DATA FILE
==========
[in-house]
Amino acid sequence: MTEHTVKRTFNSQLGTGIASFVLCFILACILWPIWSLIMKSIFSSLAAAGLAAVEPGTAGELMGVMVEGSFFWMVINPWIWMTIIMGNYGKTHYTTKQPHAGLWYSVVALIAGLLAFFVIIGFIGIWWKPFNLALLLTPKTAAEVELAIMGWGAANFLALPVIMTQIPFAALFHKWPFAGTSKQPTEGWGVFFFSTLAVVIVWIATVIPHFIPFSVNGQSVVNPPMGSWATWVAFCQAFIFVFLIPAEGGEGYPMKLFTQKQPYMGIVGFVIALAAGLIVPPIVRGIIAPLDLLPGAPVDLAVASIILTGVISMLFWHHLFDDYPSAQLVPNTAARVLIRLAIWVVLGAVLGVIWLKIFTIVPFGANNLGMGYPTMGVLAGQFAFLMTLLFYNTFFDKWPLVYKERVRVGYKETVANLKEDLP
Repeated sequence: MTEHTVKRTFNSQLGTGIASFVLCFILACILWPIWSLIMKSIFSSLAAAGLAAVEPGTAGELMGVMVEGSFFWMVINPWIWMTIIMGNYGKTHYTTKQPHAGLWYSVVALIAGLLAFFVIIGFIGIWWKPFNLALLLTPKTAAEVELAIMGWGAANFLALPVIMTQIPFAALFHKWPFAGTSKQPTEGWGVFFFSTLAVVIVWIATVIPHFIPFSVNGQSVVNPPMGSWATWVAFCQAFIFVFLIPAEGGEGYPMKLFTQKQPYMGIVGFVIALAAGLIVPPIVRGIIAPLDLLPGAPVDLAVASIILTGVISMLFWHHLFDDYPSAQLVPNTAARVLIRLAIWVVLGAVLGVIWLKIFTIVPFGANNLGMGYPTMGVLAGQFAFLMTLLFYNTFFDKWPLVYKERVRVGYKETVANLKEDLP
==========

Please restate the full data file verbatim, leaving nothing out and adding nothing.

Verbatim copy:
[in-house]
Amino acid sequence: MTEHTVKRTFNSQLGTGIASFVLCFILACILWPIWSLIMKSIFSSLAAAGLAAVEPGTAGELMGVMVEGSFFWMVINPWIWMTIIMGNYGKTHYTTKQPHAGLWYSVVALIAGLLAFFVIIGFIGIWWKPFNLALLLTPKTAAEVELAIMGWGAANFLALPVIMTQIPFAALFHKWPFAGTSKQPTEGWGVFFFSTLAVVIVWIATVIPHFIPFSVNGQSVVNPPMGSWATWVAFCQAFIFVFLIPAEGGEGYPMKLFTQKQPYMGIVGFVIALAAGLIVPPIVRGIIAPLDLLPGAPVDLAVASIILTGVISMLFWHHLFDDYPSAQLVPNTAARVLIRLAIWVVLGAVLGVIWLKIFTIVPFGANNLGMGYPTMGVLAGQFAFLMTLLFYNTFFDKWPLVYKERVRVGYKETVANLKEDLP
Repeated sequence: MTEHTVKRTFNSQLGTGIASFVLCFILACILWPIWSLIMKSIFSSLAAAGLAAVEPGTAGELMGVMVEGSFFWMVINPWIWMTIIMGNYGKTHYTTKQPHAGLWYSVVALIAGLLAFFVIIGFIGIWWKPFNLALLLTPKTAAEVELAIMGWGAANFLALPVIMTQIPFAALFHKWPFAGTSKQPTEGWGVFFFSTLAVVIVWIATVIPHFIPFSVNGQSVVNPPMGSWATWVAFCQAFIFVFLIPAEGGEGYPMKLFTQKQPYMGIVGFVIALAAGLIVPPIVRGIIAPLDLLPGAPVDLAVASIILTGVISMLFWHHLFDDYPSAQLVPNTAARVLIRLAIWVVLGAVLGVIWLKIFTIVPFGANNLGMGYPTMGVLAGQFAFLMTLLFYNTFFDKWPLVYKERVRVGYKETVANLKEDLP